4. Mission: Impossible – Fallout (Christopher McQuarrie)
This eminently pleasurable entry in one of the finest franchises of our time didn’t come as a surprise on the most basic level; after the highs of its two immediate predecessors, its quality was almost assured. But Mission: Impossible – Fallout sustains itself with its relentlessness, managing to carry out action setpiece after setpiece with a finesse embodied in the spectacle of Tom Cruise in motion: running, falling, climbing, always with the eyes on the prize.
3. The Day After (Hong Sangsoo)
In The Day After, the ever-prolific Hong Sangsoo returned to black-and-white for the first time since his 2011 masterpiece The Day He Arrives, and turned out some of the elusive, bleakly hilarious writing and visually nuanced direction of his career. A quintessentially Hongian story of failure, love, and repetition, bolstered by one of the strongest casts of the year, it carried something unexpected: genuine hope, whether it be found in faith or ultimate fidelity.
2. The Other Side of the Wind (Orson Welles)
Leaving aside the genuine miracle that is this film’s long-awaited completion, or at least some approximation of Orson Welles’s vision, The Other Side of the Wind is simply one of the most gleefully enjoyable films in some time, applying the anarchic editing patterns of F for Fake onto a “narrative” work. The results, coupled with the stellar contributions from all, including the finest ensemble cast of the year, form a fascinating, troubling, utterly brilliant whole.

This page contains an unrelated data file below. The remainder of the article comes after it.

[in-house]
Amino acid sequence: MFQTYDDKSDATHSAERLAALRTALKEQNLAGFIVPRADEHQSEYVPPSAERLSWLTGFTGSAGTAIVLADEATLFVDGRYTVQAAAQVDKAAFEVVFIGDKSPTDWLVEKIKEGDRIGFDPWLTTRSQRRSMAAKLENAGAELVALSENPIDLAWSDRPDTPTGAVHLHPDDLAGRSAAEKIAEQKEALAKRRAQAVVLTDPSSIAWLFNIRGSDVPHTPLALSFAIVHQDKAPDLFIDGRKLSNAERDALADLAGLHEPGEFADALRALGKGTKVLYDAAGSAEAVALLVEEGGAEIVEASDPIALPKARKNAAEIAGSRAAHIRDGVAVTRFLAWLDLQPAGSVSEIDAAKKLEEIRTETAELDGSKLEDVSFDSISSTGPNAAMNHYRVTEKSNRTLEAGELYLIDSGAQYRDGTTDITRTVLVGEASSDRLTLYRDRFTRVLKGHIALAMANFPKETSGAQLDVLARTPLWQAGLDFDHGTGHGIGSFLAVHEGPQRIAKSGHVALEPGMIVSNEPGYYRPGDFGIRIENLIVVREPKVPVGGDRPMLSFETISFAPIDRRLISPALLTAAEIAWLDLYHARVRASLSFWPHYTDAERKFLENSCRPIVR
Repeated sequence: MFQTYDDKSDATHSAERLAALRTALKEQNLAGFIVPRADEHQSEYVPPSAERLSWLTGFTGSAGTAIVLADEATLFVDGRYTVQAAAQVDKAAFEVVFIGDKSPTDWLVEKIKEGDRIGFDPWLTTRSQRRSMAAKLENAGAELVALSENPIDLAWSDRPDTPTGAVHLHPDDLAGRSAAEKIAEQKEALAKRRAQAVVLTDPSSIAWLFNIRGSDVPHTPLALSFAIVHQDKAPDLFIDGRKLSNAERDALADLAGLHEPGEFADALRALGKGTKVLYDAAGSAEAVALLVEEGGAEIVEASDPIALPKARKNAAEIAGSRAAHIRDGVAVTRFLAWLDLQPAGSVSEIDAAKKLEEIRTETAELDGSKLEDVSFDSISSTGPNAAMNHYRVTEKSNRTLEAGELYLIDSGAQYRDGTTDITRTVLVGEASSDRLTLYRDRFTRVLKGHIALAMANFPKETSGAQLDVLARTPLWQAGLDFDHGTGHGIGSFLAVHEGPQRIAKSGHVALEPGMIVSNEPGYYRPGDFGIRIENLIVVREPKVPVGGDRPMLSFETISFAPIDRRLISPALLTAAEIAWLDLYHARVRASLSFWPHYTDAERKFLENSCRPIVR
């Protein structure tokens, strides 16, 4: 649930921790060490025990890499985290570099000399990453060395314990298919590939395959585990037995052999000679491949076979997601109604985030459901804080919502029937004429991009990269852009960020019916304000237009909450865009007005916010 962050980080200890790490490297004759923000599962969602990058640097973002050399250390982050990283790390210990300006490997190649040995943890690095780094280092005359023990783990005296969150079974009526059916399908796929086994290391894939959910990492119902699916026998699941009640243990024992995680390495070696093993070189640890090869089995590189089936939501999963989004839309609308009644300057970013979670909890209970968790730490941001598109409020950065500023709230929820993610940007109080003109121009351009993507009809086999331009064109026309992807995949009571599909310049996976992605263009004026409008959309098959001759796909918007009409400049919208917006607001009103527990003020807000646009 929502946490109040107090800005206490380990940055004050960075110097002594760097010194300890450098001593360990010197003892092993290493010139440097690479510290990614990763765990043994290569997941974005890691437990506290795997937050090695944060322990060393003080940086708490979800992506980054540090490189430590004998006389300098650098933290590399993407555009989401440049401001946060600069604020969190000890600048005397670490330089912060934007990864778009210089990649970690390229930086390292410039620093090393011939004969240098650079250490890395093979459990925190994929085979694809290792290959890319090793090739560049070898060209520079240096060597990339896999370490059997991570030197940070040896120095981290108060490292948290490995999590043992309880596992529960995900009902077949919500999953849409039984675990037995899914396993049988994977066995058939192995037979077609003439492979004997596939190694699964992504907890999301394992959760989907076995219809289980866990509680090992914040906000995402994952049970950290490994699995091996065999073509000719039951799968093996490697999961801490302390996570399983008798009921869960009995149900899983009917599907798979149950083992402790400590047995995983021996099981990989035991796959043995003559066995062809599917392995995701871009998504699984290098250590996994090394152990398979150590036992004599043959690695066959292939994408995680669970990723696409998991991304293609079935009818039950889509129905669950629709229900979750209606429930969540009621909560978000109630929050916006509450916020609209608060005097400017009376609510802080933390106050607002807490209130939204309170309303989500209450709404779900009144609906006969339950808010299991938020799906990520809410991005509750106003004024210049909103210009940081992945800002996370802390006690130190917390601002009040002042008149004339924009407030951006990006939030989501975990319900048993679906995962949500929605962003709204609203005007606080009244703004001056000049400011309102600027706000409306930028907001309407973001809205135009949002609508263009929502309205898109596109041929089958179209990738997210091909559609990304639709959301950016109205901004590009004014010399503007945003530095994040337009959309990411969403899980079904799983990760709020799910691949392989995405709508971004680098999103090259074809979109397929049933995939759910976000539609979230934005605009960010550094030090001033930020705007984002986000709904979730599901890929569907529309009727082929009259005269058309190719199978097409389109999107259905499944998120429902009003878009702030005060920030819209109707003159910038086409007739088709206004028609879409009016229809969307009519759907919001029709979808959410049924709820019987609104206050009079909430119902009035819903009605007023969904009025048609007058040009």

1. First Reformed (Paul Schrader)
Shot-for-shot, moment-for-moment, no film affected or transported me to nearly the same degree as First Reformed did. In keeping with its bevy of cinephilic signposts conveyed through the harsh light of digital, it is a film that feels both vitally of-the-moment and yet somewhat outside of it. Paul Schrader recognizes that the troubles of the present are intrinsic to the suffering of humanity, and that transcendence, however difficult, is possible. An optimistic film? Only God knows.
Continue: The Film Stage’s Top 50 Films of 2018